In the uncertain world we live in, one thing we can be certain of is that businesses need people and people need to have up-to-date knowledge and skills to enable businesses to succeed.
No matter how the working world changes, there will always be a need to constantly train and develop employees. Whilst many companies recognise and acknowledge this, the budget for investing in their people is often one of the first things to be reduced when times are tough. Many employers will make this decision as they see other business costs as a priority. Whilst understandable, especially during lean times, employers often do not consider the true cost of failing to invest in their employees’ development; people may become less productive, demotivated and feel under-valued, and may decide to look for alternative employment where they believe there are development opportunities.
To establish the true cost we need to consider how much it costs to replace an employee. Often employers will think of tangible costs (e.g. advertising and recruitment agencies), but what about the cost in terms of time and impact on service and productivity?
Whilst difficult to quantify, the cost of losing an employee’s knowledge and skill must be considered. This will impact on service and productivity and on other employees, whose productivity may also be impacted as a result of a loss of a colleague. Reduction in productivity may be short term, but could also, in some cases, last a considerable amount of time, if it proves difficult to attract a suitable replacement. Looking more broadly, any impact on service or productivity could lead to customer dissatisfaction, which may lead to a reduction in customer numbers and ultimately profit.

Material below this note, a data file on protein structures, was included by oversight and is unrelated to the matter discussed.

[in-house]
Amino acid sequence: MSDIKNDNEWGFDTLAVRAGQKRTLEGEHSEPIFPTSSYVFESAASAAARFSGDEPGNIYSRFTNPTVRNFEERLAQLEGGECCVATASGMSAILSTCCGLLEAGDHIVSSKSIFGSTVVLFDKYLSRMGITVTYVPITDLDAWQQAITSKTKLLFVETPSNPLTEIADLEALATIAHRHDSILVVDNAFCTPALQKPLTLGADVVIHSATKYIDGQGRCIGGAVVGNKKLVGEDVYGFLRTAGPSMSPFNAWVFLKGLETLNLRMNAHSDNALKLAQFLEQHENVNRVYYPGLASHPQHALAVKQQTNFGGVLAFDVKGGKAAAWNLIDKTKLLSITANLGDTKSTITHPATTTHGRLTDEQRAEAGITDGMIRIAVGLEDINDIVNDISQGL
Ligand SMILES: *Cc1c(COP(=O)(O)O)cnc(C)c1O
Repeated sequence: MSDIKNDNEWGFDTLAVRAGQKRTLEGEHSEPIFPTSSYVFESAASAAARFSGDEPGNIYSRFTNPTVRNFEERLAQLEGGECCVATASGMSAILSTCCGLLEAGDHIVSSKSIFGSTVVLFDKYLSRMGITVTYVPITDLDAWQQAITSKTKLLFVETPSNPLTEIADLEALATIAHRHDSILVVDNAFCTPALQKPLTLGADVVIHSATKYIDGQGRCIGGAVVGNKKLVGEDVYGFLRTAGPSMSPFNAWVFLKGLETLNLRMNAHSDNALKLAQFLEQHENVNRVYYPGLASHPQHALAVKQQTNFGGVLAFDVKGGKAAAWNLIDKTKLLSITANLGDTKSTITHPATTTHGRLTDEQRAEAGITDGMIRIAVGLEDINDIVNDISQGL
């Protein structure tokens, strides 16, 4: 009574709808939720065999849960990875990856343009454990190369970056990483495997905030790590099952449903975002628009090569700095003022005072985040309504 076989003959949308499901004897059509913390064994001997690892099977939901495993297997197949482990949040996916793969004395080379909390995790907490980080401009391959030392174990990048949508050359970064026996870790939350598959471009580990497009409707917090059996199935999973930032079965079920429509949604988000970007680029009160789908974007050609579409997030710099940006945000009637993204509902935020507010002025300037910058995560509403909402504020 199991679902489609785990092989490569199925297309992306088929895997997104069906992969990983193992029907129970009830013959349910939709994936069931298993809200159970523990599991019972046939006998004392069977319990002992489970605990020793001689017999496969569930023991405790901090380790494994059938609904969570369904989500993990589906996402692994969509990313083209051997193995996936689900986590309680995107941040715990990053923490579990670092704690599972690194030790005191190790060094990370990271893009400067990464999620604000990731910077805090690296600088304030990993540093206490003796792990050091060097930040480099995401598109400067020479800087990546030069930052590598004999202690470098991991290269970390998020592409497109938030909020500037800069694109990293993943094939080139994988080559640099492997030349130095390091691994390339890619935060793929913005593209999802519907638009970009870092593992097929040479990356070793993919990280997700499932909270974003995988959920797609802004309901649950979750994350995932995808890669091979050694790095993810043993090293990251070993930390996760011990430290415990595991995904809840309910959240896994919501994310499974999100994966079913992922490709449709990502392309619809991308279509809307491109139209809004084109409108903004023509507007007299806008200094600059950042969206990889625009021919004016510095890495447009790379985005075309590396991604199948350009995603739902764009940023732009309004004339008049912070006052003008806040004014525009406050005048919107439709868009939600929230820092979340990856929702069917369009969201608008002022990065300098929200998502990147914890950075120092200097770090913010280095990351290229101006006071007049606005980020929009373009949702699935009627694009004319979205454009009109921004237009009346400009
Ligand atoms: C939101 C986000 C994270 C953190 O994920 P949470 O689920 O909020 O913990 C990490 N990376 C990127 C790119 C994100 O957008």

Then there is the management time that will be spent on selecting and interviewing candidates. This is often over-looked. If calculated, however, and added to the true cost, employers can expect to add thousands of pounds to the recruitment process.
Today, workers are seeking more from employers, they are not just enticed by salary. They look for additional benefits such as flexible working, an employer focus on health and wellbeing, with appropriate benefits provided e.g. gym facilities or membership. They are eager to learn, grow and succeed. As such, they will search for an employer who can meet their requirements and enable the lifestyle and development they seek.
So, if this is what our workforce is seeking, shouldn’t all employers be finding ways to invest in their people, to ensure they retain the talent they have? If not, the true cost of losing an employee can be more costly than any investment provided for their personal development. Not only should development be provided for existing employees, the investment would also help to attract the best talent.
Surely investing in your people today and in the future will pay dividends in the end.